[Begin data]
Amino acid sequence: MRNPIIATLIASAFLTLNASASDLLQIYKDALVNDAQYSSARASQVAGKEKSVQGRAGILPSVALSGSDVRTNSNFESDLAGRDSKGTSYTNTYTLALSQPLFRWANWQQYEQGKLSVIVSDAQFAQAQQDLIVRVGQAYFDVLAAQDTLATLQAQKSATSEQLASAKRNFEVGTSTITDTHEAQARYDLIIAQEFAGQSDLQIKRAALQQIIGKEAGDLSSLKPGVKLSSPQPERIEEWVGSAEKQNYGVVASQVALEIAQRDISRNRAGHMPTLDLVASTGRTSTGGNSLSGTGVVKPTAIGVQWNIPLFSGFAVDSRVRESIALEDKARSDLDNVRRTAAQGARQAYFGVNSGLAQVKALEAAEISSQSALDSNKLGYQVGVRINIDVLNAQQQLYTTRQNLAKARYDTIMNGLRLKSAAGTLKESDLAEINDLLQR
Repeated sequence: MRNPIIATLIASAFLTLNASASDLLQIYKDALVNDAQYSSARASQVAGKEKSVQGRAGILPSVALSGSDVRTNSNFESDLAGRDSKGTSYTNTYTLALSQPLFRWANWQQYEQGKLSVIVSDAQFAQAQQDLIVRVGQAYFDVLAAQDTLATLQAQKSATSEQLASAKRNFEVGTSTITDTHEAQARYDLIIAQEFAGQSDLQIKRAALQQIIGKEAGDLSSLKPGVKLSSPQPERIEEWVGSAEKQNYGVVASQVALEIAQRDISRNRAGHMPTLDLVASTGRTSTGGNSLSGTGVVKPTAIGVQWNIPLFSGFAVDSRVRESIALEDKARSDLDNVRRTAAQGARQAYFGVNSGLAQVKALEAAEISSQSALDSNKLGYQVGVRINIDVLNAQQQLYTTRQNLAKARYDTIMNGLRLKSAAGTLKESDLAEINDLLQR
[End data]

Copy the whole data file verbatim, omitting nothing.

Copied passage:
Amino acid sequence: MRNPIIATLIASAFLTLNASASDLLQIYKDALVNDAQYSSARASQVAGKEKSVQGRAGILPSVALSGSDVRTNSNFESDLAGRDSKGTSYTNTYTLALSQPLFRWANWQQYEQGKLSVIVSDAQFAQAQQDLIVRVGQAYFDVLAAQDTLATLQAQKSATSEQLASAKRNFEVGTSTITDTHEAQARYDLIIAQEFAGQSDLQIKRAALQQIIGKEAGDLSSLKPGVKLSSPQPERIEEWVGSAEKQNYGVVASQVALEIAQRDISRNRAGHMPTLDLVASTGRTSTGGNSLSGTGVVKPTAIGVQWNIPLFSGFAVDSRVRESIALEDKARSDLDNVRRTAAQGARQAYFGVNSGLAQVKALEAAEISSQSALDSNKLGYQVGVRINIDVLNAQQQLYTTRQNLAKARYDTIMNGLRLKSAAGTLKESDLAEINDLLQR
Repeated sequence: MRNPIIATLIASAFLTLNASASDLLQIYKDALVNDAQYSSARASQVAGKEKSVQGRAGILPSVALSGSDVRTNSNFESDLAGRDSKGTSYTNTYTLALSQPLFRWANWQQYEQGKLSVIVSDAQFAQAQQDLIVRVGQAYFDVLAAQDTLATLQAQKSATSEQLASAKRNFEVGTSTITDTHEAQARYDLIIAQEFAGQSDLQIKRAALQQIIGKEAGDLSSLKPGVKLSSPQPERIEEWVGSAEKQNYGVVASQVALEIAQRDISRNRAGHMPTLDLVASTGRTSTGGNSLSGTGVVKPTAIGVQWNIPLFSGFAVDSRVRESIALEDKARSDLDNVRRTAAQGARQAYFGVNSGLAQVKALEAAEISSQSALDSNKLGYQVGVRINIDVLNAQQQLYTTRQNLAKARYDTIMNGLRLKSAAGTLKESDLAEINDLLQR